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Lapis Niger, Rome

3.8
#402 of 523 in Historic Sites in Rome
The Lapis Niger (Latin, "Black Stone") is an ancient shrine in the Roman Forum. Together with the associated Vulcanal (a sanctuary to Vulcan) it constitutes the only surviving remnants of the old Comitium, an early assembly area that preceded the Forum and is thought to derive from an archaic cult site of the 7th or 8th century BC.


The black marble paving (1st century BC) and modern concrete enclosure (early 20th century) of the Lapis Niger overlie an ancient altar and a stone block with one of the earliest known Latin inscriptions (c. 570–550 BC). The superstructure monument and shrine may have been built by Julius Caesar during his reorganization of the Forum and Comitium space. Alternatively, this may have been done a generation earlier by Sulla during one of his construction projects around the Curia Hostilia. The site was rediscovered and excavated from 1899 to 1905 by Italian archaeologist Giacomo Boni.


Mentioned in many ancient descriptions of the Forum dating back to the Roman Republic and the early days of the Roman Empire, the significance of the Lapis Niger shrine was obscure and mysterious to later Romans, but it was always discussed as a place of great sacredness and significance. It is constructed on top of a sacred spot consisting of much older artifacts found about 5 ft (1.5 m) below the present ground level. The name "black stone" may have originally referred to the black stone block (one of the earliest known Latin inscriptions) or it may refer to the later black marble paving at the surface. Located in the Comitium in front of the Curia Julia, this structure survived for centuries due to a combination of reverential treatment and overbuilding during the era of the early Roman Empire.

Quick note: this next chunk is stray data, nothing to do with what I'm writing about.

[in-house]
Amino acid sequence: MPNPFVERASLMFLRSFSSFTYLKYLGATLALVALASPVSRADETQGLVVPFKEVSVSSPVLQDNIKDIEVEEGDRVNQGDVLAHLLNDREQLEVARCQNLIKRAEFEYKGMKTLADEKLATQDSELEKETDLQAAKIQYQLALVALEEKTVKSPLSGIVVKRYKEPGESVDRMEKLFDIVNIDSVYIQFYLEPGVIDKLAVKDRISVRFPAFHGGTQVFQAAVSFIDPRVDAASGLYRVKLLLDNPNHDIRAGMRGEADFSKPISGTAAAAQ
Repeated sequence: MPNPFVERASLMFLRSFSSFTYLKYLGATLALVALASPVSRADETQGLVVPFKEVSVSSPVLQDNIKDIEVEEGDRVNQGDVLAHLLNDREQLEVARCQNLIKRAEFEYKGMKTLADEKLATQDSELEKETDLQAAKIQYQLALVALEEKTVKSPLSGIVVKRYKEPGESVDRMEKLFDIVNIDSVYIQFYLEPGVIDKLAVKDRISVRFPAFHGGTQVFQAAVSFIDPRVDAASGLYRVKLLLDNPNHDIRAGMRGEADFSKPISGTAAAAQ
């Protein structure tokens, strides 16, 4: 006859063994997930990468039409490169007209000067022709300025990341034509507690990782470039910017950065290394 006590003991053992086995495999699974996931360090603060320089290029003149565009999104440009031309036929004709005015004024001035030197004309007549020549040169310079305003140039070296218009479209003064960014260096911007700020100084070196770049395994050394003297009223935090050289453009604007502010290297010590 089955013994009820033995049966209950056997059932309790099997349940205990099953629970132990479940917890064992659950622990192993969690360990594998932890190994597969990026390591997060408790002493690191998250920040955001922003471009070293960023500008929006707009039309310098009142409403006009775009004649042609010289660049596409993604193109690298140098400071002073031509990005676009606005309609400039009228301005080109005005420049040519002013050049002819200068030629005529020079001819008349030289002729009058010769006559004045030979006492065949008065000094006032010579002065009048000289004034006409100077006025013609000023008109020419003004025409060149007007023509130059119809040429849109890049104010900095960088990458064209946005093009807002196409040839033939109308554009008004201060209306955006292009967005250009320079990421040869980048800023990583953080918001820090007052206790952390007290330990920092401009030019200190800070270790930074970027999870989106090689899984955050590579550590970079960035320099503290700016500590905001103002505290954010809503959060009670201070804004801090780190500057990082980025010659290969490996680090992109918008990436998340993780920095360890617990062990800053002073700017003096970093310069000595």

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  • This area is thought to be the location of the tomb of Romulus or where he was killed. Thought to be from the 7th century BC it is located in front of the Curia Julia. Currently covered to protect it....  more »
  • Inside the holes, one of the areas of Rome with the most finds is this "Lapis Niger" discovered in the late 1800s. interesting.
    See original
Google
  • Site last King was killed? Or an early Rostrum? Or maybe alter for major ceremonies. No one know WHAT it is, just that the Romans revered it
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